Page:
A 52-year-old woman whose rare condition was reported in The Lancet suffered from hallucinations that caused her to see human faces as dragons. “She could perceive and recognize actual faces, but after several minutes they turned black, grew long, pointy ears and a protruding snout, and displayed a reptiloid skin and huge eyes in bright… Read More »

Video: The Chemistry of Love

Here’s a summary of some science of love, from one biological perspective. Love is a mechanism nature uses to ensure that we reproduce and that our offspring survive. The chemicals involved in our brains can make losing love one of the most painful emotional experiences we can have as human beings. Many people have died… Read More »

Gut microbes predict undernutrition

Gut microbes may predict whether or not children will suffer undernutrition as they grow, according to a study with twins in Malawi. Tens of trillions of microbes live in the gut, where they synthesize vitamins and process nutrients in the diet to keep the body healthy. These microbes and their genes, collectively known as the… Read More »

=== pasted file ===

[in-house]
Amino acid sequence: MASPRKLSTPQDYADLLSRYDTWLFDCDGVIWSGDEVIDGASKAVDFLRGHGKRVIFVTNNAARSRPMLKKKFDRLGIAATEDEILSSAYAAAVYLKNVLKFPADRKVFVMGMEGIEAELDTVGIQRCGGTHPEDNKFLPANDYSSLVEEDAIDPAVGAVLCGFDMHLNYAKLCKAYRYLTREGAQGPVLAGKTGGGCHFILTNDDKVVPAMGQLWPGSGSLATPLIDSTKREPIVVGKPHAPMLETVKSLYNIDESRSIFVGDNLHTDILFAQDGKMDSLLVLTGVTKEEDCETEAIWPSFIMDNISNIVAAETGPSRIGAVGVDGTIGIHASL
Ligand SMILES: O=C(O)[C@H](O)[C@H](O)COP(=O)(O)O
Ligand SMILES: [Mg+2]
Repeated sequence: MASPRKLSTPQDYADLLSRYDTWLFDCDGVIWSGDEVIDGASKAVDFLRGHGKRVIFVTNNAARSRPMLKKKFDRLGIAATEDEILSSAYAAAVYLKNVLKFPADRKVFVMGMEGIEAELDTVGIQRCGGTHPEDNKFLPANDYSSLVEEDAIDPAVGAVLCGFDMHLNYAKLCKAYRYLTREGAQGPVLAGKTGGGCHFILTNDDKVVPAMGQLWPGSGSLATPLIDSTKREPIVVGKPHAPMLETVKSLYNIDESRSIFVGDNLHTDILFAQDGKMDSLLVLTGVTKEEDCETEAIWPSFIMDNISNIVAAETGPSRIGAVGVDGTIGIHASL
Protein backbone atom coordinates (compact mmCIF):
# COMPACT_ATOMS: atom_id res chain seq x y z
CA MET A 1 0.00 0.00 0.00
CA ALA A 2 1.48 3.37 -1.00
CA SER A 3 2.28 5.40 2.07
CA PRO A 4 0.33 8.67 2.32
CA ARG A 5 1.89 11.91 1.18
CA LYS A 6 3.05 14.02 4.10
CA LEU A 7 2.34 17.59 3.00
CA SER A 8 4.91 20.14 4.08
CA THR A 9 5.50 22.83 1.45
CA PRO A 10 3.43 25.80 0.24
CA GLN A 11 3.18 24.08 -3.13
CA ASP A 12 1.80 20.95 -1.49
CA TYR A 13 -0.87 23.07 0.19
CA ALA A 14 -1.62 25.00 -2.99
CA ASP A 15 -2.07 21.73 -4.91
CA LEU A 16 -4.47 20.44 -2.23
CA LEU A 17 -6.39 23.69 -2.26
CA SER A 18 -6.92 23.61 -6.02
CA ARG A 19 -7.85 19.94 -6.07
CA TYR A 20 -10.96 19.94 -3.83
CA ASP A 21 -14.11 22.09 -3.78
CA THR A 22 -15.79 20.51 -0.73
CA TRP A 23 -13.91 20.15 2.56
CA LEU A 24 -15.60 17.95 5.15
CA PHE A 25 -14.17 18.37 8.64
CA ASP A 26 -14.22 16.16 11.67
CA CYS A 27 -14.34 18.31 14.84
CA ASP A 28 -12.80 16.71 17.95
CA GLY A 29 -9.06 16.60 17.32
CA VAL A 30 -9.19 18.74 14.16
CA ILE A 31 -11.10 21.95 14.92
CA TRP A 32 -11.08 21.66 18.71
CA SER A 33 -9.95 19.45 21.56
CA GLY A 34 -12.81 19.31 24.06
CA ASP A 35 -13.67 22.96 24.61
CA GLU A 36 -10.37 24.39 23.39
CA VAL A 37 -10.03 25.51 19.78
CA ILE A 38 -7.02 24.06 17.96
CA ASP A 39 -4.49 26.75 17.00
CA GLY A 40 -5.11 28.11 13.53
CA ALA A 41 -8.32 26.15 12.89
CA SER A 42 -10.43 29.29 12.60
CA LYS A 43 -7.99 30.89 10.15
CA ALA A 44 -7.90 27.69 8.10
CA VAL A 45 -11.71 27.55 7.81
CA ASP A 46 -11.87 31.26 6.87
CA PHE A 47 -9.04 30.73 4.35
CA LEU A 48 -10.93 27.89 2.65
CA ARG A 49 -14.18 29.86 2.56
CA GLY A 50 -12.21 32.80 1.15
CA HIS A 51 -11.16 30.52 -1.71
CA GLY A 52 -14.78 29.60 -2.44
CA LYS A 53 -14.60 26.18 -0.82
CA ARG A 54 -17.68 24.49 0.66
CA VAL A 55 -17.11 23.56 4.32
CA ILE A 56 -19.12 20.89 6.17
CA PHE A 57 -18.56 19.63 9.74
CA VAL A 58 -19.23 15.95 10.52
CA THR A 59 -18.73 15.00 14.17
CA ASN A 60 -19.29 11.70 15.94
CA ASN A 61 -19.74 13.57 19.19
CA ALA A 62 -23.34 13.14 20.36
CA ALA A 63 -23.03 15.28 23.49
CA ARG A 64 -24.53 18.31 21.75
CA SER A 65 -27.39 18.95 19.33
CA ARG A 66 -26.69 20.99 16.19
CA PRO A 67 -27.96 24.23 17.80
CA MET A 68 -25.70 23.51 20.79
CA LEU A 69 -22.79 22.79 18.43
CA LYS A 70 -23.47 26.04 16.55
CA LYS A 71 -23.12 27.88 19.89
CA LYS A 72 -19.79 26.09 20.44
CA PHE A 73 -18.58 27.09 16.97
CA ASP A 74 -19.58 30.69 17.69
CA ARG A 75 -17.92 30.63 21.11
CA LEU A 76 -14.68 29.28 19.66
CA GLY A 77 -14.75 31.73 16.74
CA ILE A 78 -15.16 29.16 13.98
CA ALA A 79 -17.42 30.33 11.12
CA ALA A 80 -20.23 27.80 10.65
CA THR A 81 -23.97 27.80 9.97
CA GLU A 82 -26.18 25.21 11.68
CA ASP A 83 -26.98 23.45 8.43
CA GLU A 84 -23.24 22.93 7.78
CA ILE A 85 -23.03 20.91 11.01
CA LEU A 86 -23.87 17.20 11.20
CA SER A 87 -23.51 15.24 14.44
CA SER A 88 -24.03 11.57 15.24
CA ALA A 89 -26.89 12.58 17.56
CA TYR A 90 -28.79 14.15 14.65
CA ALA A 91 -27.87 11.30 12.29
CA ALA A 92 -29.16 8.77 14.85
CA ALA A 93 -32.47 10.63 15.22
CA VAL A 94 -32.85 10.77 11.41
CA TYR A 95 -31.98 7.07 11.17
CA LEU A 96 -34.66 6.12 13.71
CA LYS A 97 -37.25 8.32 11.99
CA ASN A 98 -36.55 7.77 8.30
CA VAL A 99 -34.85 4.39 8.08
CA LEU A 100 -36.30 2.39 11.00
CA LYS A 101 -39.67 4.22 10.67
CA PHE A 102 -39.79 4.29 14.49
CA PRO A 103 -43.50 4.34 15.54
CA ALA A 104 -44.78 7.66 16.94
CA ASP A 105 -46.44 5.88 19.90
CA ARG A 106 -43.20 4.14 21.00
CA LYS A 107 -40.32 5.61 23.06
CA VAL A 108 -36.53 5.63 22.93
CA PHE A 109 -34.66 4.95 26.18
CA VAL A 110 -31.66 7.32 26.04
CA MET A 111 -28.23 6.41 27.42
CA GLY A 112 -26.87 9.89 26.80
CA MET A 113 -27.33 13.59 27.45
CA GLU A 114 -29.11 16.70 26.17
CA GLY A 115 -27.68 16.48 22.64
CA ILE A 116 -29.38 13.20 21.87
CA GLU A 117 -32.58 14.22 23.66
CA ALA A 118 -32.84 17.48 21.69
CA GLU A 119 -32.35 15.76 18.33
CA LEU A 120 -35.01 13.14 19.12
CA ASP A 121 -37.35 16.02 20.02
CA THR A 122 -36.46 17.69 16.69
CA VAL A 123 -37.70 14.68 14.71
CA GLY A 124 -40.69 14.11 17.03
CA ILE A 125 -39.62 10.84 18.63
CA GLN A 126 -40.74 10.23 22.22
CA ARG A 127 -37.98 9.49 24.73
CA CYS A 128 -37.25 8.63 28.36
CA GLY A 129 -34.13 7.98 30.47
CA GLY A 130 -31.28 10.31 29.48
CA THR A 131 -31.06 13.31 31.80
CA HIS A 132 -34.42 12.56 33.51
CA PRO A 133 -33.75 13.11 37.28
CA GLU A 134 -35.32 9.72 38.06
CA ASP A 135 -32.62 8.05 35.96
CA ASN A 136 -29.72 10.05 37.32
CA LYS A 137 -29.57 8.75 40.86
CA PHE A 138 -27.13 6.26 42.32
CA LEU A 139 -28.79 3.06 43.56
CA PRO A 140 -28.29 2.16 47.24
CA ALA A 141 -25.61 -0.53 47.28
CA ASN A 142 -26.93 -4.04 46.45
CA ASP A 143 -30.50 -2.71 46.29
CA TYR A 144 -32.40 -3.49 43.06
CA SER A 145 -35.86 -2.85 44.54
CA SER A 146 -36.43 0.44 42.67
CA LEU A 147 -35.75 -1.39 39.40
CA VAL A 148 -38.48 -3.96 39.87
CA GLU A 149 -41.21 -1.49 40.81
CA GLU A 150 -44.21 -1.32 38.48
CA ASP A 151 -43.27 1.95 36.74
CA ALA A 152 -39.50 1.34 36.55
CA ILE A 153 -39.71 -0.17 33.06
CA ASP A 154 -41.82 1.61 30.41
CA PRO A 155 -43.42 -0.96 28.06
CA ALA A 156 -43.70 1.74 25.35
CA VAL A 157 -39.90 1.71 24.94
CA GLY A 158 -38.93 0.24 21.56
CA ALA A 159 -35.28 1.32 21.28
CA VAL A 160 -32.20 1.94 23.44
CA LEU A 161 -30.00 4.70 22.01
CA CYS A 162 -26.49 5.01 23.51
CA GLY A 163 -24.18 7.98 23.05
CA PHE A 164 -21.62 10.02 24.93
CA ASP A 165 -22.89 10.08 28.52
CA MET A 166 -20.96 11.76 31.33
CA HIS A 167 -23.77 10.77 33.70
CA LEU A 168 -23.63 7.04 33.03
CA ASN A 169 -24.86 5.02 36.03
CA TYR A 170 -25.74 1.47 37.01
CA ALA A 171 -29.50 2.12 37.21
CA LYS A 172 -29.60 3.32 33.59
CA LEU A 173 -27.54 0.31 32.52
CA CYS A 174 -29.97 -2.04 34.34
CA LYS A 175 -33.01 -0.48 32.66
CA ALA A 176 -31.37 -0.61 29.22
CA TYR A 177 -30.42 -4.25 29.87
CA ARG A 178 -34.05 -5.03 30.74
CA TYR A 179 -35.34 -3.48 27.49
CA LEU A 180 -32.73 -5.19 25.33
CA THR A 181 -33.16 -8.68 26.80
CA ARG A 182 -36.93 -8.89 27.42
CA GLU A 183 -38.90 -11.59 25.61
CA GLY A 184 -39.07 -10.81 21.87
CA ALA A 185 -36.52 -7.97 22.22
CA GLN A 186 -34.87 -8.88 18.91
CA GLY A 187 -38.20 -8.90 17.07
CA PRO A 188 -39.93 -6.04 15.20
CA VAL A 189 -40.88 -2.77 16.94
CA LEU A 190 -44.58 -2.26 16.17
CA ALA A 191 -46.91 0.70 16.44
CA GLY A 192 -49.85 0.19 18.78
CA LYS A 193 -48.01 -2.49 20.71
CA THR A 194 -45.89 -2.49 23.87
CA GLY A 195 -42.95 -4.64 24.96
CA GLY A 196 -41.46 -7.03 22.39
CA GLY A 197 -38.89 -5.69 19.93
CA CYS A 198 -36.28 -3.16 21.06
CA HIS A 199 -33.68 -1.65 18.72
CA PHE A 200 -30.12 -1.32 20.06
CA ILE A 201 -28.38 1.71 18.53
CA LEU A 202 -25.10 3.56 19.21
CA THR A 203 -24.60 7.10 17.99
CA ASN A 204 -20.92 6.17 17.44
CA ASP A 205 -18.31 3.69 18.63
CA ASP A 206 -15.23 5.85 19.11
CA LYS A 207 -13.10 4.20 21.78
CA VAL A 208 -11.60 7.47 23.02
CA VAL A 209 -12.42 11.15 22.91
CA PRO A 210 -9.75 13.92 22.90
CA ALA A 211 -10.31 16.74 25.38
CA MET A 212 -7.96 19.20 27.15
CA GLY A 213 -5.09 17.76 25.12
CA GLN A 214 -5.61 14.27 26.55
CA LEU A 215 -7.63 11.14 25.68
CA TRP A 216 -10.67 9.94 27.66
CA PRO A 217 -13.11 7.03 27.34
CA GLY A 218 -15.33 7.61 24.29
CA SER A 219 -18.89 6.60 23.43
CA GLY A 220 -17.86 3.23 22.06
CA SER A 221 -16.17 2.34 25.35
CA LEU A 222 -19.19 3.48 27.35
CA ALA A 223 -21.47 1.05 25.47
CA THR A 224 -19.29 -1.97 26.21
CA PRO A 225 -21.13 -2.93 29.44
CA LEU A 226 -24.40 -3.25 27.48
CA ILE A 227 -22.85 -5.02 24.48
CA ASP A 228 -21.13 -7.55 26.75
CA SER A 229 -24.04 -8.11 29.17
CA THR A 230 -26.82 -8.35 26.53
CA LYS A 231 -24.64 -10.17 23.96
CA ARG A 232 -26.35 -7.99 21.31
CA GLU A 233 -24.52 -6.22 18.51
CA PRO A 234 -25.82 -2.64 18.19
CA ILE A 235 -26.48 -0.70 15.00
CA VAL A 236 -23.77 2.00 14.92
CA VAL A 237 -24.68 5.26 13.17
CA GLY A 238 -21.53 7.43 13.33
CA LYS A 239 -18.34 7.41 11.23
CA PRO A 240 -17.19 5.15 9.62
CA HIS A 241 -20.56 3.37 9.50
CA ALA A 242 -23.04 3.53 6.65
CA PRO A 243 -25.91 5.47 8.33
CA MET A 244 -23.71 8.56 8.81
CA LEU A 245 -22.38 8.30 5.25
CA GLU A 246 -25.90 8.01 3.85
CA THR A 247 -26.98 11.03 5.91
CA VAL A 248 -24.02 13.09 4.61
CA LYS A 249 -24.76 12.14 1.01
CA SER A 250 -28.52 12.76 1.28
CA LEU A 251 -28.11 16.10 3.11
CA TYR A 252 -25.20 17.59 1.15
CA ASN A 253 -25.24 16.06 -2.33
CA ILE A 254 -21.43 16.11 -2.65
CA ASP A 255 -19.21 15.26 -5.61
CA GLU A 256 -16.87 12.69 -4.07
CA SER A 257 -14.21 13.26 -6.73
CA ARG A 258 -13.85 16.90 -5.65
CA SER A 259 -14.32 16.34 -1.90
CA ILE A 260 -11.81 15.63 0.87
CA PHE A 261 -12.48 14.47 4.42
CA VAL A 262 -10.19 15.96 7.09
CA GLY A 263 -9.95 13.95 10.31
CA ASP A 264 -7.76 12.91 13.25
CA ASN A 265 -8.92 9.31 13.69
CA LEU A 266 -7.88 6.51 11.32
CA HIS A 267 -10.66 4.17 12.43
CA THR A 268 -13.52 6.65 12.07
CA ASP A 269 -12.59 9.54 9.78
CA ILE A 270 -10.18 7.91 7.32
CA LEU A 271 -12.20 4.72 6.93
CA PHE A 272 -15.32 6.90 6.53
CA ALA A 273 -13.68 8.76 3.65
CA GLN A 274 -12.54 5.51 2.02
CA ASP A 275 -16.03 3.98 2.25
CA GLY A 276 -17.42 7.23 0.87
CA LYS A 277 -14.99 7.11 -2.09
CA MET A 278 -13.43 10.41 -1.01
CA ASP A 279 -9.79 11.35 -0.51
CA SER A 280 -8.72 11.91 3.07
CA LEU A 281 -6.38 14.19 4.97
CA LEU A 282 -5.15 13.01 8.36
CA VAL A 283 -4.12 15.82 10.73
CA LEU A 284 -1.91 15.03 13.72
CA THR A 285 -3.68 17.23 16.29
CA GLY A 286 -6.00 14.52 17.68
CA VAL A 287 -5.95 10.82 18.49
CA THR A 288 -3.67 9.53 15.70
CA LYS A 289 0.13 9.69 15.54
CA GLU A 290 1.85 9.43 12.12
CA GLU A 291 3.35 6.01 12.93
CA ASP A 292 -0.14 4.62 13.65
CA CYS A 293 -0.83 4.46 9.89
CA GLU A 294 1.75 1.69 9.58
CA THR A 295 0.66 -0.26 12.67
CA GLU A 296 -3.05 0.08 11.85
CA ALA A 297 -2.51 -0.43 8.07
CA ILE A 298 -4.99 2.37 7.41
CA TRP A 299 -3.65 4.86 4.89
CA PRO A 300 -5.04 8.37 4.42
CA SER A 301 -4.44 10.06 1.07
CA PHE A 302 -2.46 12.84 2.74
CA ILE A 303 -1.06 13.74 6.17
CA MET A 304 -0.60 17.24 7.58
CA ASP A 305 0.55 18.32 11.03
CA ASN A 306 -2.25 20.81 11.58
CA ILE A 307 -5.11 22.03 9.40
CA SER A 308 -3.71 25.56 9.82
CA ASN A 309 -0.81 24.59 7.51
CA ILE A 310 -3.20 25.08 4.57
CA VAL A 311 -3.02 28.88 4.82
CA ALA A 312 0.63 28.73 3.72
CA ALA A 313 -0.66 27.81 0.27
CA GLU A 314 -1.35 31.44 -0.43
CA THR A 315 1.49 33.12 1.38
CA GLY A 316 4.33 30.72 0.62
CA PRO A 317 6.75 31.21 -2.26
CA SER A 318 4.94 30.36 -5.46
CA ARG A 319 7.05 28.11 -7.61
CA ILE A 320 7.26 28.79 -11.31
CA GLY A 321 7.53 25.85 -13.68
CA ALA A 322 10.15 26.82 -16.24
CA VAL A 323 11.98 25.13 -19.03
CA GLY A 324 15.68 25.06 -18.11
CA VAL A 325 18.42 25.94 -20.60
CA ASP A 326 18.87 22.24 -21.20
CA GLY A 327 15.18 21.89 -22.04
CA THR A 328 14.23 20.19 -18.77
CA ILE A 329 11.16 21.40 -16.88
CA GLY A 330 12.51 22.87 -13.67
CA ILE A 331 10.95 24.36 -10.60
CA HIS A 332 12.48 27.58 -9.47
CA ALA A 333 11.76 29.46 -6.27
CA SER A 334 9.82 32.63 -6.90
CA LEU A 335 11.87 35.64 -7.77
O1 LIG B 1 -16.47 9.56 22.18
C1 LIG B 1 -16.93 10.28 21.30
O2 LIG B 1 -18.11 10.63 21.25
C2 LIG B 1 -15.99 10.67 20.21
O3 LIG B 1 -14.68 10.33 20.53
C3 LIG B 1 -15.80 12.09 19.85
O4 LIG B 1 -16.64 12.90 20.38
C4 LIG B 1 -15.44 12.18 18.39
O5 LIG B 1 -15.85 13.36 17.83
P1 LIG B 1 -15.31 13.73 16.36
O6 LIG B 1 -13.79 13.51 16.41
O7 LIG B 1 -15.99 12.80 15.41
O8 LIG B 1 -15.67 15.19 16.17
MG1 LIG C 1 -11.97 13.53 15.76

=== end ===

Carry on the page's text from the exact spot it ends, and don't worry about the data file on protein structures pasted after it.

The only known dwarf who grew to be a giant

Adam Rainer (1899 — 4 March 1950) is the only person in recorded history to have been both a dwarf and a giant. Rainer was born in Graz, Austria-Hungary. In 1917, at age 18, he was measured at 122.55 cm (4 ft 0.25 in). A typical defining characteristic of dwarfism is an adult height below… Read More »

Video: Common blood pressure drug reverses diabetes in mice

New research conducted at UAB has shown that the common blood pressure drug verapamil completely reverses diabetes in animal models. Now, thanks to a three-year, $2.1 million grant from the JDRF, UAB researchers will begin conducting a potentially groundbreaking clinical trial in 2015 to see if it can do the same in humans. Update 2018:… Read More »

New hope for diabetics from babies who make too much insulin

Targeting a cell cycle inhibitor promotes beta cell replication One of the factors underlying the development of type 2 diabetes is loss of cell mass, resulting in decreased insulin production. Once lost, cell mass cannot be restored. In contrast, infants with focal hyperinsulinism of infancy exhibit rapid expansion of the cell mass due to a… Read More »

Vermont passes GMO labeling law